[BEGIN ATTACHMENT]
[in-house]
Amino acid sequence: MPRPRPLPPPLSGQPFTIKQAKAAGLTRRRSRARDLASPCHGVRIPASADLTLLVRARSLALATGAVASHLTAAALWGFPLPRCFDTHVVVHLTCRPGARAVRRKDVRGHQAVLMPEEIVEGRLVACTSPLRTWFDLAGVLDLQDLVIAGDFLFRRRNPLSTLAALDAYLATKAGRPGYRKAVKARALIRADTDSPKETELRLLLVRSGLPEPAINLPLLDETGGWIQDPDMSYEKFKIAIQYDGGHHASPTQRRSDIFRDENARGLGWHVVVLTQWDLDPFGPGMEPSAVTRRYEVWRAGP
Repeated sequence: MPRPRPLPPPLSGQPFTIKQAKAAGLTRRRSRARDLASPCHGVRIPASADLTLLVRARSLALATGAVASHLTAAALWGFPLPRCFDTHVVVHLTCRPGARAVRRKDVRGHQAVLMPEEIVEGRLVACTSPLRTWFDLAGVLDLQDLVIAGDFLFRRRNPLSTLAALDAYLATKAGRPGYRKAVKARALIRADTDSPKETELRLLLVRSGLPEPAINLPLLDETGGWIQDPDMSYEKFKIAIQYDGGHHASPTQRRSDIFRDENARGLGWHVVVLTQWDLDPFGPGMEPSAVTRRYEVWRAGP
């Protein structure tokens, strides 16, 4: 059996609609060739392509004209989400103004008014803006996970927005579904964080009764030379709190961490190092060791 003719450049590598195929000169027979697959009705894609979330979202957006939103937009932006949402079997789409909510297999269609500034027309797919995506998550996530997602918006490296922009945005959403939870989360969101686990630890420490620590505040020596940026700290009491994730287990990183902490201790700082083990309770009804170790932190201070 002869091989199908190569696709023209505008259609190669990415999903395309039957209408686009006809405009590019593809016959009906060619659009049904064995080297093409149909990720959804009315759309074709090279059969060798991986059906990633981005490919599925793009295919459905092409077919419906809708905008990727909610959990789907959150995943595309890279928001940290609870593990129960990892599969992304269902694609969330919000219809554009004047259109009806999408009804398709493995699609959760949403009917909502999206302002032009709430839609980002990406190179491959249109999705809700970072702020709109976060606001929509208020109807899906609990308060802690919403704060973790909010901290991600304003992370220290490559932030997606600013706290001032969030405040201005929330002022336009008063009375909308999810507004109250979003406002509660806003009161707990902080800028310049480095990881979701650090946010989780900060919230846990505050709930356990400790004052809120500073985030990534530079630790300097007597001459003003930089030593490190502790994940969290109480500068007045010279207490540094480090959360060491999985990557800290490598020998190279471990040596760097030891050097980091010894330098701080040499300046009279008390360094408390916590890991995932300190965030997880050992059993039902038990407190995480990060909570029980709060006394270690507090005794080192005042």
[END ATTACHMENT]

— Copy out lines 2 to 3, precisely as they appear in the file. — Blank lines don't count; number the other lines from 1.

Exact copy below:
Amino acid sequence: MPRPRPLPPPLSGQPFTIKQAKAAGLTRRRSRARDLASPCHGVRIPASADLTLLVRARSLALATGAVASHLTAAALWGFPLPRCFDTHVVVHLTCRPGARAVRRKDVRGHQAVLMPEEIVEGRLVACTSPLRTWFDLAGVLDLQDLVIAGDFLFRRRNPLSTLAALDAYLATKAGRPGYRKAVKARALIRADTDSPKETELRLLLVRSGLPEPAINLPLLDETGGWIQDPDMSYEKFKIAIQYDGGHHASPTQRRSDIFRDENARGLGWHVVVLTQWDLDPFGPGMEPSAVTRRYEVWRAGP
Repeated sequence: MPRPRPLPPPLSGQPFTIKQAKAAGLTRRRSRARDLASPCHGVRIPASADLTLLVRARSLALATGAVASHLTAAALWGFPLPRCFDTHVVVHLTCRPGARAVRRKDVRGHQAVLMPEEIVEGRLVACTSPLRTWFDLAGVLDLQDLVIAGDFLFRRRNPLSTLAALDAYLATKAGRPGYRKAVKARALIRADTDSPKETELRLLLVRSGLPEPAINLPLLDETGGWIQDPDMSYEKFKIAIQYDGGHHASPTQRRSDIFRDENARGLGWHVVVLTQWDLDPFGPGMEPSAVTRRYEVWRAGP